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Latest Comments by silmeth
Try the demo of the amusingly quirky point & click adventure Edgar - Bokbok in Boulzac
11 September 2019 at 6:02 pm UTC Likes: 2

sub"Watt.hour^-1" is "Watt per hour" and totally doesn't make sense.
Then again Watt x hour is energy not power.
I don't get that bubble.

image

Perhaps it’s (carrot × hour¯¹) × Watt – carrots per hour times Watts? Not sure what that’d mean either though.

3 Watts per a carrot per hour (3 W/(carrot × hour¯¹)) would make more sense – a rabbit needs to eat one carrot every hour to continuously generate 3 W.

Two Point Studios (Two Point Hospital developer) has joined SEGA, more games are on the way
9 May 2019 at 10:32 am UTC Likes: 2

If they do some Two Point Farm, I’m gonna throw money at them. Haven’t seen a fun farm simulation since the old DOS SimFarm.

The absolute classic physics-based puzzle game 'World of Goo' is getting a little revamp soon
30 April 2019 at 2:27 pm UTC Likes: 4

Quoteno new battle royale deathmatch mode
bummer

Google announce ‘Stadia’, their new cloud gaming service built on Linux and Vulkan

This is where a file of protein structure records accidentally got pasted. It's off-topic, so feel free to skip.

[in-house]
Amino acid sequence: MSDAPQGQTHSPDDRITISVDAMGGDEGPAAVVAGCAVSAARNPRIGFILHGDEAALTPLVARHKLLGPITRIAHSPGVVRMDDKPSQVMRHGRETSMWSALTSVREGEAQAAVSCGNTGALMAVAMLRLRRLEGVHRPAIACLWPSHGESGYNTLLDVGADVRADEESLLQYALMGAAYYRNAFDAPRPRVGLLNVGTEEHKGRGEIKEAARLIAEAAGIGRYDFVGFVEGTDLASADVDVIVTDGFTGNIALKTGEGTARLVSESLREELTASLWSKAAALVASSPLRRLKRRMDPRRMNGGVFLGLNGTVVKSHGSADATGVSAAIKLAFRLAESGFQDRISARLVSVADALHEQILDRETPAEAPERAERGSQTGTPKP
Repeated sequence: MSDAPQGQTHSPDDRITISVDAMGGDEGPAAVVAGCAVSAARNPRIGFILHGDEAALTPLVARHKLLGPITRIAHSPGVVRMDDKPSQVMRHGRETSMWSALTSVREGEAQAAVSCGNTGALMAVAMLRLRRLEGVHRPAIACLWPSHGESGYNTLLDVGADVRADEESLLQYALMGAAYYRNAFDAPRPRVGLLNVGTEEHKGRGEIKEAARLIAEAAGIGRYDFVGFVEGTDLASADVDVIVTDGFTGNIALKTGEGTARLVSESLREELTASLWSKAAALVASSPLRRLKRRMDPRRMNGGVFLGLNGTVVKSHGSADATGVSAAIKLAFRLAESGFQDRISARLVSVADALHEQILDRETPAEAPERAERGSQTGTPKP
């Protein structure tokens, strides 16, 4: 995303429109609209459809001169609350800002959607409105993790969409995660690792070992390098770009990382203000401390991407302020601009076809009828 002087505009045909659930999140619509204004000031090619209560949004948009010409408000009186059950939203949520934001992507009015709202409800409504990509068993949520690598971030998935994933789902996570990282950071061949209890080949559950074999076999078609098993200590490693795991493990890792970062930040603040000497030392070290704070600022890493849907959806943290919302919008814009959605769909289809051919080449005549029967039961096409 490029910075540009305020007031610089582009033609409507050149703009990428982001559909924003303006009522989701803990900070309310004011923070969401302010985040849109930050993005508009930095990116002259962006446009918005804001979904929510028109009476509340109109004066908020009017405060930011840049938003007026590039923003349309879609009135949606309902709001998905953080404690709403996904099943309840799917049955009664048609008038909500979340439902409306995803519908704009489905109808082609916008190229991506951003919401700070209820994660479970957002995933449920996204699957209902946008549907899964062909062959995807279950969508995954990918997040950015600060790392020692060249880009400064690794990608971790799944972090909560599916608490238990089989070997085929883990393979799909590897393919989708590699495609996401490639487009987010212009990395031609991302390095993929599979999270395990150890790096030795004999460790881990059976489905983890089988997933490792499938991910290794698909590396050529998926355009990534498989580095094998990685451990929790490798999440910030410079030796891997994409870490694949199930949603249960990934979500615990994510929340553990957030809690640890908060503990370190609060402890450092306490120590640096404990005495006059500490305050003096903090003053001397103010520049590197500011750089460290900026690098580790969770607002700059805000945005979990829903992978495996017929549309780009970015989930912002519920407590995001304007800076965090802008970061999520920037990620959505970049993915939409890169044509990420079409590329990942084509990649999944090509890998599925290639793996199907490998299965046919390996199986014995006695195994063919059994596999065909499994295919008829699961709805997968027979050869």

21 March 2019 at 4:54 pm UTC Likes: 1

etonbearsA Stadia game would also be an Audiovisual stream, but one that cannot really be buffered as the stream content must be synchronized with your input device events. Any buffering would show up immediately as lag, possibly making the game unplayable.

On the other hand it can (similarly to what OnLive did) lower the resolution temporarily on bandwidth fluctuations to deliver a continuous real time stream. That would not, of course, work on connection loss, and could be annoying. That’s why I would not myself prefer game streaming over regular PC gaming, but, as I argued, that’d IMO be perfect for demo/timed trial gaming before buying the game.

I wouldn’t want to suffer a whole game playthrough over a fallible network, but I do prefer streaming 25 Mbit of data every second for a few hours to just try the game than downloading the whole game before I can get a taste of it.

Google announce ‘Stadia’, their new cloud gaming service built on Linux and Vulkan
21 March 2019 at 11:39 am UTC

Three years ago I had a solid symmetric ~300 Mbps connection (I actually measured 291 download and 415 upload, sic! – during that time I might have had been the best individual Kubuntu live DVDs seeder out there…). Today that ISP delivers symmetric 700 Mbps for ~$9.50/month. Unfortunately I moved to another city district and had to change ISP to a much worse one.

Today I have 120 Mbps down / 12 Mbps up, I don’t saturate it most of the time, but when I do download something, that 120 Mbps is real. I have no problems with simultaneous torrent download and two HD Netflix streams running in my house Friday evening… The situation outside of bigger cities is much worse (often no optical fibers available, so DSL or mobile ISPs only).